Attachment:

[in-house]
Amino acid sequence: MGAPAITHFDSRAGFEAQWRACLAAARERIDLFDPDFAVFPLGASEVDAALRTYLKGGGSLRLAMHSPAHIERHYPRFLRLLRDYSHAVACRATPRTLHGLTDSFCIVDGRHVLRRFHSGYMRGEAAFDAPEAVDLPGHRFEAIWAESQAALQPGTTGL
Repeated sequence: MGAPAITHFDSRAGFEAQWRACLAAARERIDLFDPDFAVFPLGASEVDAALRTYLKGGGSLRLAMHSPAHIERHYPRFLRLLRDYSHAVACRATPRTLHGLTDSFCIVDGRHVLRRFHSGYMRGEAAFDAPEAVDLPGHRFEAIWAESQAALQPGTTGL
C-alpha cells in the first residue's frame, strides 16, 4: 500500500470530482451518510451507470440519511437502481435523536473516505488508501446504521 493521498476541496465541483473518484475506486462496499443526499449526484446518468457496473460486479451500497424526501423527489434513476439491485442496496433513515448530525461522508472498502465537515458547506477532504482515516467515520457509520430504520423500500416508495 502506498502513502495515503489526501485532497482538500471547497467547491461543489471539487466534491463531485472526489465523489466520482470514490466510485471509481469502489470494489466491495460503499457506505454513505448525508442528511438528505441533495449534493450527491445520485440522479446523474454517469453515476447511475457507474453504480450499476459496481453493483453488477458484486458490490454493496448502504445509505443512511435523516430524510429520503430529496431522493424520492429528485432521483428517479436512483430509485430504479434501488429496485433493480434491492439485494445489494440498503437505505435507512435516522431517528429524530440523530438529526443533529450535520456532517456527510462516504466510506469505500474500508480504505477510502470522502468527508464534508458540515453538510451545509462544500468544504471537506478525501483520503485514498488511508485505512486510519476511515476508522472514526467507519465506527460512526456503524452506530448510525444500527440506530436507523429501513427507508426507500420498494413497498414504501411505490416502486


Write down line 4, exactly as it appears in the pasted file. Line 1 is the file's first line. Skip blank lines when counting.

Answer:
C-alpha cells in the first residue's frame, strides 16, 4: 500500500470530482451518510451507470440519511437502481435523536473516505488508501446504521 493521498476541496465541483473518484475506486462496499443526499449526484446518468457496473460486479451500497424526501423527489434513476439491485442496496433513515448530525461522508472498502465537515458547506477532504482515516467515520457509520430504520423500500416508495 502506498502513502495515503489526501485532497482538500471547497467547491461543489471539487466534491463531485472526489465523489466520482470514490466510485471509481469502489470494489466491495460503499457506505454513505448525508442528511438528505441533495449534493450527491445520485440522479446523474454517469453515476447511475457507474453504480450499476459496481453493483453488477458484486458490490454493496448502504445509505443512511435523516430524510429520503430529496431522493424520492429528485432521483428517479436512483430509485430504479434501488429496485433493480434491492439485494445489494440498503437505505435507512435516522431517528429524530440523530438529526443533529450535520456532517456527510462516504466510506469505500474500508480504505477510502470522502468527508464534508458540515453538510451545509462544500468544504471537506478525501483520503485514498488511508485505512486510519476511515476508522472514526467507519465506527460512526456503524452506530448510525444500527440506530436507523429501513427507508426507500420498494413497498414504501411505490416502486